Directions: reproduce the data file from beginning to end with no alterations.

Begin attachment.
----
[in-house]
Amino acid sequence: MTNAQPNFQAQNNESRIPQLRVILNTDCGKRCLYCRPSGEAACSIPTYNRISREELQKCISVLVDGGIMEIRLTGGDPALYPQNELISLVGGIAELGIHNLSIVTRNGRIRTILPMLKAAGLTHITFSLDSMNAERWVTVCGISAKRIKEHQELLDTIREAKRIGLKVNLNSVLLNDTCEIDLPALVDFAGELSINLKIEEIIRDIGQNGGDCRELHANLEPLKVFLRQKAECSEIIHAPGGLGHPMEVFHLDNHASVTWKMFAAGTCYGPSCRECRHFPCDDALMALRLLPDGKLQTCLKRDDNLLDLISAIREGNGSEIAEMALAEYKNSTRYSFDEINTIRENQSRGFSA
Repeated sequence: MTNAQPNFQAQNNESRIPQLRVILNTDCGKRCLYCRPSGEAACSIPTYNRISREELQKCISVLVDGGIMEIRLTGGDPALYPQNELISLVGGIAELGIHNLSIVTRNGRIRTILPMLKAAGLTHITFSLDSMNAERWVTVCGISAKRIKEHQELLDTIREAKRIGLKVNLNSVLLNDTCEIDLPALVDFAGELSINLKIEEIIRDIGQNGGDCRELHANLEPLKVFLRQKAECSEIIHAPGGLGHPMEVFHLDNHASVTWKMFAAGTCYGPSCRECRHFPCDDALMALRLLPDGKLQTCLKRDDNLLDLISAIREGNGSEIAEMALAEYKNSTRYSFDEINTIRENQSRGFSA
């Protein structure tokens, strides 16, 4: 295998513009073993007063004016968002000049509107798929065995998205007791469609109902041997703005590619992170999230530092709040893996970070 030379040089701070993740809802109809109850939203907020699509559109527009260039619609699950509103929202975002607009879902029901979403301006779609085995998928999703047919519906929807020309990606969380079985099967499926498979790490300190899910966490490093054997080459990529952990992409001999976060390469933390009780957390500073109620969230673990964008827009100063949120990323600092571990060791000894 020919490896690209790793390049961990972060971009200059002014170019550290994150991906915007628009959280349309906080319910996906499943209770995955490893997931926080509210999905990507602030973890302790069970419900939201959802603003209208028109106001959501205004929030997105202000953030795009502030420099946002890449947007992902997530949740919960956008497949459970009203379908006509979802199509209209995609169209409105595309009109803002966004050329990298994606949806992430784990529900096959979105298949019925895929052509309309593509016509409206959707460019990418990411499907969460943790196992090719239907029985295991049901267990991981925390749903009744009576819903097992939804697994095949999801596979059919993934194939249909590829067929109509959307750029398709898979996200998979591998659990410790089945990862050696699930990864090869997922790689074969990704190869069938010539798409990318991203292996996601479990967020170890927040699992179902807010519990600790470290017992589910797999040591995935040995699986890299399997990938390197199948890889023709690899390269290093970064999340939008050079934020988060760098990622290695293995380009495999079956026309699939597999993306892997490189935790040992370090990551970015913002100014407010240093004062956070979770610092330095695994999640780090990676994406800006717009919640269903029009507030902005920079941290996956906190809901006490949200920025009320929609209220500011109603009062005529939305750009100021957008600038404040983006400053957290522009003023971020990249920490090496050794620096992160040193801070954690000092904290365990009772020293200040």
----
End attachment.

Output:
[in-house]
Amino acid sequence: MTNAQPNFQAQNNESRIPQLRVILNTDCGKRCLYCRPSGEAACSIPTYNRISREELQKCISVLVDGGIMEIRLTGGDPALYPQNELISLVGGIAELGIHNLSIVTRNGRIRTILPMLKAAGLTHITFSLDSMNAERWVTVCGISAKRIKEHQELLDTIREAKRIGLKVNLNSVLLNDTCEIDLPALVDFAGELSINLKIEEIIRDIGQNGGDCRELHANLEPLKVFLRQKAECSEIIHAPGGLGHPMEVFHLDNHASVTWKMFAAGTCYGPSCRECRHFPCDDALMALRLLPDGKLQTCLKRDDNLLDLISAIREGNGSEIAEMALAEYKNSTRYSFDEINTIRENQSRGFSA
Repeated sequence: MTNAQPNFQAQNNESRIPQLRVILNTDCGKRCLYCRPSGEAACSIPTYNRISREELQKCISVLVDGGIMEIRLTGGDPALYPQNELISLVGGIAELGIHNLSIVTRNGRIRTILPMLKAAGLTHITFSLDSMNAERWVTVCGISAKRIKEHQELLDTIREAKRIGLKVNLNSVLLNDTCEIDLPALVDFAGELSINLKIEEIIRDIGQNGGDCRELHANLEPLKVFLRQKAECSEIIHAPGGLGHPMEVFHLDNHASVTWKMFAAGTCYGPSCRECRHFPCDDALMALRLLPDGKLQTCLKRDDNLLDLISAIREGNGSEIAEMALAEYKNSTRYSFDEINTIRENQSRGFSA
């Protein structure tokens, strides 16, 4: 295998513009073993007063004016968002000049509107798929065995998205007791469609109902041997703005590619992170999230530092709040893996970070 030379040089701070993740809802109809109850939203907020699509559109527009260039619609699950509103929202975002607009879902029901979403301006779609085995998928999703047919519906929807020309990606969380079985099967499926498979790490300190899910966490490093054997080459990529952990992409001999976060390469933390009780957390500073109620969230673990964008827009100063949120990323600092571990060791000894 020919490896690209790793390049961990972060971009200059002014170019550290994150991906915007628009959280349309906080319910996906499943209770995955490893997931926080509210999905990507602030973890302790069970419900939201959802603003209208028109106001959501205004929030997105202000953030795009502030420099946002890449947007992902997530949740919960956008497949459970009203379908006509979802199509209209995609169209409105595309009109803002966004050329990298994606949806992430784990529900096959979105298949019925895929052509309309593509016509409206959707460019990418990411499907969460943790196992090719239907029985295991049901267990991981925390749903009744009576819903097992939804697994095949999801596979059919993934194939249909590829067929109509959307750029398709898979996200998979591998659990410790089945990862050696699930990864090869997922790689074969990704190869069938010539798409990318991203292996996601479990967020170890927040699992179902807010519990600790470290017992589910797999040591995935040995699986890299399997990938390197199948890889023709690899390269290093970064999340939008050079934020988060760098990622290695293995380009495999079956026309699939597999993306892997490189935790040992370090990551970015913002100014407010240093004062956070979770610092330095695994999640780090990676994406800006717009919640269903029009507030902005920079941290996956906190809901006490949200920025009320929609209220500011109603009062005529939305750009100021957008600038404040983006400053957290522009003023971020990249920490090496050794620096992160040193801070954690000092904290365990009772020293200040």